[Anthony] entered the church, and it happened the Gospel was being read, and he heard the Lord saying to the rich man Matthew 19:21, ‘If you would be perfect, go and sell that you have and give to the poor; and come follow Me and you shall have treasure in heaven.’ Antony, as though God had put him in mind of the Saints, and the passage had been read on his account, went out immediately from the church, and gave the possessions of his forefathers to the villagers

(Life of St. Anthony, 2)

Who actually does that?  It takes an iron will to legitimately actually do what Jesus said to do in that instance.  We usually spiritualize it away or say that it really only applied to the specific person that Jesus was talking to in the story, but Anthony?  He just… gave away everything.  He didn’t even take a week to think about it!  He knew what God wanted, and so he did it, regardless of the cost.

That leads to an intense war with devils and demons in the early part of his biography.  The devil comes in and reminds him of his past wealth, or tries to distract him with his own lust or boredom, and Anthony responds with prayer, conquering the Devil’s temptations through the power of God.  These scenes are often wildly dramatic.  My favorite is when he travels into a tomb filled with demons to pray and demons show up and beat him all night.  The villagers find him and take him back to town and try to heal him, but when he regains his consciousness, what does he do?  Asks to be carried back to the tomb, where he screams to the horde of demons:

Here am I, Antony; I flee not from your stripes, for even if you inflict more. Nothing shall separate me from the love of Christ! (Rom 8:35)

(Life of St. Anthony, 9)

and then he starts singing some of his favorite hymns until the demons show up again in the forms of animals to resume their attack.  Now, is this a literal story?  Probably not.  I don’t think that demons can just physically show up in the form of animals and start pummeling you (at least, it hasn’t happened to me just yet), and I can’t imagine a village of people finding you half dead in a demon tomb and then throwing you back in the next day, even if you begged them.  But it’s a really neat way of expressing the spiritual journey that Anthony went on to die to this world, the temptations that he wrestled with with along the way, and how his efforts to live a holy life weren’t something that gave him any degree of physical comfort.  He didn’t do it to feel good.  He did it because he loved God and wanted to be closer to him.  He emerges from the tomb with an ultradramatic ray of light from heaven coming down on him, showing that Anthony’s love and obedience have made him holy.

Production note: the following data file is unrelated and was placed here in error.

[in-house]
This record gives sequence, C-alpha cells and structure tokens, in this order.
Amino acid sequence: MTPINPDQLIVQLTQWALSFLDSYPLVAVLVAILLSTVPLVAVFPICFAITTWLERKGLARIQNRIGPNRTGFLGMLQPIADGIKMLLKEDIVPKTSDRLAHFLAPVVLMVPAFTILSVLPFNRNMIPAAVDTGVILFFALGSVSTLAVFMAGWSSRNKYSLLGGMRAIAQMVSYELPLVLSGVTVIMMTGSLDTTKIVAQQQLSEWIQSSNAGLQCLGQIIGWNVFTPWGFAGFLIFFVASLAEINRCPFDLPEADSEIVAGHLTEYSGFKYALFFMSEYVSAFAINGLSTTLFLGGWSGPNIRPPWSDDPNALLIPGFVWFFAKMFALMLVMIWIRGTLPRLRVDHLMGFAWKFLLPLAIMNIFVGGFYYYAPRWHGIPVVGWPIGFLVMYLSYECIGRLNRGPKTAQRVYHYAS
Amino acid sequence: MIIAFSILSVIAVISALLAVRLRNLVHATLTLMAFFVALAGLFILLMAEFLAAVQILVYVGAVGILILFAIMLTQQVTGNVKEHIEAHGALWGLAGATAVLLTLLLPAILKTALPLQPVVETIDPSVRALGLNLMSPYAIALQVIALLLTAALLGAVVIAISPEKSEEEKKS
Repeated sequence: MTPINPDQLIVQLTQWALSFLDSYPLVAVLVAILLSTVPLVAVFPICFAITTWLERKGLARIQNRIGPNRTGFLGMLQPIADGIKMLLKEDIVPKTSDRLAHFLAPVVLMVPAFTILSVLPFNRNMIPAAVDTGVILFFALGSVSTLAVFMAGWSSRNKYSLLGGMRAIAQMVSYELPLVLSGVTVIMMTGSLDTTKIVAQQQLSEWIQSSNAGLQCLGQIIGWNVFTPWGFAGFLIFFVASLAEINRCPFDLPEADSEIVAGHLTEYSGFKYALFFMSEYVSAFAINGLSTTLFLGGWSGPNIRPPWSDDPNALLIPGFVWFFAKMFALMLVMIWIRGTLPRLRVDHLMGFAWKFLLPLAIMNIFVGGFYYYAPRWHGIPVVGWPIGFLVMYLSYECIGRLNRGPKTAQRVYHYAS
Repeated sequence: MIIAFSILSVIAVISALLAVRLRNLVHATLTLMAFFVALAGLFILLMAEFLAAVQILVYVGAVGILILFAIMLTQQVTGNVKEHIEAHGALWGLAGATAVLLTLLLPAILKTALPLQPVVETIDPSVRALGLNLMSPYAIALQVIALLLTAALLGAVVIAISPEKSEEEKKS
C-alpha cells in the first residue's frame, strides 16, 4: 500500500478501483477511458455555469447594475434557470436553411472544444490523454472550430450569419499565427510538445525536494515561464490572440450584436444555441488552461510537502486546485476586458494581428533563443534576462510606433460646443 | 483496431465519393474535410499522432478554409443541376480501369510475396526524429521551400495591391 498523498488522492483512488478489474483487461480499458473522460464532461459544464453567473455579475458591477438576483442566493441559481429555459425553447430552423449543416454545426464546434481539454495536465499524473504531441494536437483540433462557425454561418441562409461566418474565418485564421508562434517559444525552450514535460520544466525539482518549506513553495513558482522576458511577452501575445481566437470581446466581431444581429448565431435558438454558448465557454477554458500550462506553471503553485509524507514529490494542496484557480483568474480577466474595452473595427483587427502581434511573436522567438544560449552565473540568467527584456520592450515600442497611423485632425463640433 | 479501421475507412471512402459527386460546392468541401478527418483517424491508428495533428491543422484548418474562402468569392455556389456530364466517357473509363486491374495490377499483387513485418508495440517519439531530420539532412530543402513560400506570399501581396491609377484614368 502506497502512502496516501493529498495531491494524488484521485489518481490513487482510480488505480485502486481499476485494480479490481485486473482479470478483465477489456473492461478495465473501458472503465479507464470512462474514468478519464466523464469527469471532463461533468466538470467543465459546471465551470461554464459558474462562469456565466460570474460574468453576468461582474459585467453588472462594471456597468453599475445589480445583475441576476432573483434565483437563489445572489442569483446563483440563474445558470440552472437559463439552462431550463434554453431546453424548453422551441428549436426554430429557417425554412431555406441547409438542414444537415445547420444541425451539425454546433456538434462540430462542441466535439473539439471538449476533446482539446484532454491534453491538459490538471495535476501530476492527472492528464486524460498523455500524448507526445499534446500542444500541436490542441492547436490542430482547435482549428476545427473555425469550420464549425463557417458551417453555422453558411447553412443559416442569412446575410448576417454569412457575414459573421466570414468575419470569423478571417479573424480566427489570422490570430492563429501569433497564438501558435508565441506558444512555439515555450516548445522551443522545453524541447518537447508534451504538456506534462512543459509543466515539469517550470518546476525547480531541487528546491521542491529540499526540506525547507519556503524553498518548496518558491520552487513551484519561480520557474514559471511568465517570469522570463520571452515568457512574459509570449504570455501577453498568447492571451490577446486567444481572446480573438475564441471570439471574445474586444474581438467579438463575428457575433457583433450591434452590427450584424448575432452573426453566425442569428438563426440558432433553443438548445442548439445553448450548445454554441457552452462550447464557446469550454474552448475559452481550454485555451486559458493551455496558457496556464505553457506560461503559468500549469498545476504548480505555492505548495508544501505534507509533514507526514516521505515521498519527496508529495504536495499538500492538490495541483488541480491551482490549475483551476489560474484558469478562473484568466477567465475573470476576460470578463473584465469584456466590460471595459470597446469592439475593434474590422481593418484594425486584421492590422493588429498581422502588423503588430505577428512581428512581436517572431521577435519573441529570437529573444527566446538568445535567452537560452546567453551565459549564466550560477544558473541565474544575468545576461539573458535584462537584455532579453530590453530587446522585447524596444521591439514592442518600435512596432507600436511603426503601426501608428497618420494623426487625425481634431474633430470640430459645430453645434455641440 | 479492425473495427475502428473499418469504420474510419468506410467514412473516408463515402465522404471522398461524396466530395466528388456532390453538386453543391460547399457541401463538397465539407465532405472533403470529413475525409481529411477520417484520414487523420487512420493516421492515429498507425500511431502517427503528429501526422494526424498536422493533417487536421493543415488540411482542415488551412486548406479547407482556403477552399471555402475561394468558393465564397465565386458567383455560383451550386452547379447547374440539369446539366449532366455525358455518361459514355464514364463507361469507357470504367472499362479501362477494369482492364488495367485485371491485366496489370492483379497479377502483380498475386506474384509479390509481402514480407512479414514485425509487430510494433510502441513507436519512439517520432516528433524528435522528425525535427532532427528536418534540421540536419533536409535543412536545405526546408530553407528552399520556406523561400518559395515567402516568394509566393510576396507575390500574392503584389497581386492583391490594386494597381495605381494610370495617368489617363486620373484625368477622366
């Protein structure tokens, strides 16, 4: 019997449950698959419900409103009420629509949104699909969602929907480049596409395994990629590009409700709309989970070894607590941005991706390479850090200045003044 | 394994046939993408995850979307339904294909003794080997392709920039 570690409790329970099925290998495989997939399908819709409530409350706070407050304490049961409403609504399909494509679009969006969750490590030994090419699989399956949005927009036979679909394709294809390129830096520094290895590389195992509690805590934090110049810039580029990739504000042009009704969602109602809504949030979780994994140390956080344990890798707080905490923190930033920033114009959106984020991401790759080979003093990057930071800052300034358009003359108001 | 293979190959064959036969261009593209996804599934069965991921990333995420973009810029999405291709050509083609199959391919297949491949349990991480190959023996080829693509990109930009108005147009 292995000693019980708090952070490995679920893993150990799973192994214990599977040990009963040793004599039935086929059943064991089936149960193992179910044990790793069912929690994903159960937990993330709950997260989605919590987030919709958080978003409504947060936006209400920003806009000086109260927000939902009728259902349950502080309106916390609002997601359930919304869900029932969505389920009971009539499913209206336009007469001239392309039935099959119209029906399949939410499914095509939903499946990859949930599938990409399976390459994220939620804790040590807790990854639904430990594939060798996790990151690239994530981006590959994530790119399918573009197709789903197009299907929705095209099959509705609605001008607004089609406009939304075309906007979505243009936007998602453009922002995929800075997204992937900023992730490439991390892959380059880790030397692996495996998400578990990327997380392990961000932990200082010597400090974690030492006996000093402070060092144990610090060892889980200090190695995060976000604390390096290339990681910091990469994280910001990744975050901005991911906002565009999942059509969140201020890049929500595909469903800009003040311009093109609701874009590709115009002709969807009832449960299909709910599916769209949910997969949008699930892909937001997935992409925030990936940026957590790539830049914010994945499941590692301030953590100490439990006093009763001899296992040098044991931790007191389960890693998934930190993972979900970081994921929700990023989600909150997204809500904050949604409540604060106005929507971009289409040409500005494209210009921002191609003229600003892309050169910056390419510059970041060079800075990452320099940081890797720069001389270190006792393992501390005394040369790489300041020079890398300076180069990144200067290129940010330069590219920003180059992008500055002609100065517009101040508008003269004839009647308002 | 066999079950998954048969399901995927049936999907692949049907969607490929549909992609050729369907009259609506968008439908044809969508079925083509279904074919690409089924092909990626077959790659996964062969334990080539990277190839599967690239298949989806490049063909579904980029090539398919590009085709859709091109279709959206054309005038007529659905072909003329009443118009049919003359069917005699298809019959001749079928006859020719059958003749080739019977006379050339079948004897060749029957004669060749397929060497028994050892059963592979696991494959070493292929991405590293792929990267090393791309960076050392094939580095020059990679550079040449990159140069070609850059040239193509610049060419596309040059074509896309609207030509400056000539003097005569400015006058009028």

The biography might be ultra-cheesy, but it’s got a lot of good stuff in there.  And his wisdom sayings are even more approachable, as found in The Sayings of the Desert Fathers.  My personal favorite is:

A brother said to Abba Anthony, “Pray for me.”  The old man said to him, “I will have no mercy upon you, nor will God have any, if you yourself do not make an effort and if you do not pray to God.

(The Sayings of the Desert Fathers, 4)

Some of the other quotes are more comforting than that one, but to me, this captures the rigorous spirituality of Anthony’s life.  You want to grow holy?  Stop talking about it and do it.  You don’t need a new book on your shelf.  You don’t need the right person to pray.  You don’t need some fancy new technique.  You need to get up, stop making excuses, and do it.  As John Chrysostom said so eloquently, “human effort is profitless without help from above; but no one receives such help unless they themselves choose to make an effort,” (Philokalia, Loc. 13,333).  Anthony’s little warning to pray for yourself is one that I come back to a lot.  When my spiritual life is bad and I’m frustrated, I have to ask myself, am I actually putting in time and effort?  Or am I just expecting God to work magic on me while I go about my life as I choose to live it.  It’s a call to repent and live life intentionally, and if there’s any lesson I hear from the father of monks, it’s that the Christian life takes effort and intention.

Here’s the prayer from the Catholic breviary (Christian Prayer, 1064) for January 17th.  Whether you feel comfortable praying it or not is up to you, but I’d like to close with it either way:

Father,
You called Saint Anthony
to renounce the world
and serve you in the solitude of the desert.
By his prayers and example,
may we learn to deny ourselves
and to love you above all things.
We ask this through our Lord Jesus Christ, your son,
who lives and reigns with you and the Holy Spirit,
one God, for ever and ever.
Amen